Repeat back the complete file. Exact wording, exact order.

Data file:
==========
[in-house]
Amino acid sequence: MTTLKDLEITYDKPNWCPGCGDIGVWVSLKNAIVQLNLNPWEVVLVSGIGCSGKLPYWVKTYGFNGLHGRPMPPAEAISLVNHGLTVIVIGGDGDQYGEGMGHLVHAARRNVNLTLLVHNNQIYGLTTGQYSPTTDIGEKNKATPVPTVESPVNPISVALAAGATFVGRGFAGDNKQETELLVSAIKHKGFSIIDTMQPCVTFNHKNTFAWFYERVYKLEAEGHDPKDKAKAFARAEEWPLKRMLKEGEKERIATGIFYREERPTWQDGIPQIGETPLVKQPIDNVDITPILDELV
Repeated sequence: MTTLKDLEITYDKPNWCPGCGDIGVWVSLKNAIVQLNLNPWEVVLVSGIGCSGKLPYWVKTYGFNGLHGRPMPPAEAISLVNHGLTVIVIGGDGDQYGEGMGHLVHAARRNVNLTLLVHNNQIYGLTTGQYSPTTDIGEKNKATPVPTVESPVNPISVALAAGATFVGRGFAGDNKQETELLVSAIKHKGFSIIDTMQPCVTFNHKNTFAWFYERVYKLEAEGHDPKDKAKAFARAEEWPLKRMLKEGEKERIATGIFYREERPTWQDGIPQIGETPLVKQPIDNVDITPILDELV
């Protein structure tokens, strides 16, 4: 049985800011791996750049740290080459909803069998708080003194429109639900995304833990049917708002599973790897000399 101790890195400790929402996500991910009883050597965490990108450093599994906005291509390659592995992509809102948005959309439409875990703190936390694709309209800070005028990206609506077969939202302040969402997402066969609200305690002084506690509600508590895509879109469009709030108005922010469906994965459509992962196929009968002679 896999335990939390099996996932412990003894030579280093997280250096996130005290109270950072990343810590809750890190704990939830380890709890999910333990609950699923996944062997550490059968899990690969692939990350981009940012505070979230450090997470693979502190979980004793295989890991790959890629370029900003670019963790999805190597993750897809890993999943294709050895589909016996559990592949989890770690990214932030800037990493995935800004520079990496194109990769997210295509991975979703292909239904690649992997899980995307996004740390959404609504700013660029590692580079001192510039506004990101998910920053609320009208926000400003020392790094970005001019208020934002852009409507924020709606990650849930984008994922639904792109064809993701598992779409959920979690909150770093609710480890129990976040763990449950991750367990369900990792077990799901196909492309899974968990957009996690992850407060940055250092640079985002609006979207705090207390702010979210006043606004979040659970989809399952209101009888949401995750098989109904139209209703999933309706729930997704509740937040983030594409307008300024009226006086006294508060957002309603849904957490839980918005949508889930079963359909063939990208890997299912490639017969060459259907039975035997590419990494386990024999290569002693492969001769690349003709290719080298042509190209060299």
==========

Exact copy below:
[in-house]
Amino acid sequence: MTTLKDLEITYDKPNWCPGCGDIGVWVSLKNAIVQLNLNPWEVVLVSGIGCSGKLPYWVKTYGFNGLHGRPMPPAEAISLVNHGLTVIVIGGDGDQYGEGMGHLVHAARRNVNLTLLVHNNQIYGLTTGQYSPTTDIGEKNKATPVPTVESPVNPISVALAAGATFVGRGFAGDNKQETELLVSAIKHKGFSIIDTMQPCVTFNHKNTFAWFYERVYKLEAEGHDPKDKAKAFARAEEWPLKRMLKEGEKERIATGIFYREERPTWQDGIPQIGETPLVKQPIDNVDITPILDELV
Repeated sequence: MTTLKDLEITYDKPNWCPGCGDIGVWVSLKNAIVQLNLNPWEVVLVSGIGCSGKLPYWVKTYGFNGLHGRPMPPAEAISLVNHGLTVIVIGGDGDQYGEGMGHLVHAARRNVNLTLLVHNNQIYGLTTGQYSPTTDIGEKNKATPVPTVESPVNPISVALAAGATFVGRGFAGDNKQETELLVSAIKHKGFSIIDTMQPCVTFNHKNTFAWFYERVYKLEAEGHDPKDKAKAFARAEEWPLKRMLKEGEKERIATGIFYREERPTWQDGIPQIGETPLVKQPIDNVDITPILDELV
């Protein structure tokens, strides 16, 4: 049985800011791996750049740290080459909803069998708080003194429109639900995304833990049917708002599973790897000399 101790890195400790929402996500991910009883050597965490990108450093599994906005291509390659592995992509809102948005959309439409875990703190936390694709309209800070005028990206609506077969939202302040969402997402066969609200305690002084506690509600508590895509879109469009709030108005922010469906994965459509992962196929009968002679 896999335990939390099996996932412990003894030579280093997280250096996130005290109270950072990343810590809750890190704990939830380890709890999910333990609950699923996944062997550490059968899990690969692939990350981009940012505070979230450090997470693979502190979980004793295989890991790959890629370029900003670019963790999805190597993750897809890993999943294709050895589909016996559990592949989890770690990214932030800037990493995935800004520079990496194109990769997210295509991975979703292909239904690649992997899980995307996004740390959404609504700013660029590692580079001192510039506004990101998910920053609320009208926000400003020392790094970005001019208020934002852009409507924020709606990650849930984008994922639904792109064809993701598992779409959920979690909150770093609710480890129990976040763990449950991750367990369900990792077990799901196909492309899974968990957009996690992850407060940055250092640079985002609006979207705090207390702010979210006043606004979040659970989809399952209101009888949401995750098989109904139209209703999933309706729930997704509740937040983030594409307008300024009226006086006294508060957002309603849904957490839980918005949508889930079963359909063939990208890997299912490639017969060459259907039975035997590419990494386990024999290569002693492969001769690349003709290719080298042509190209060299």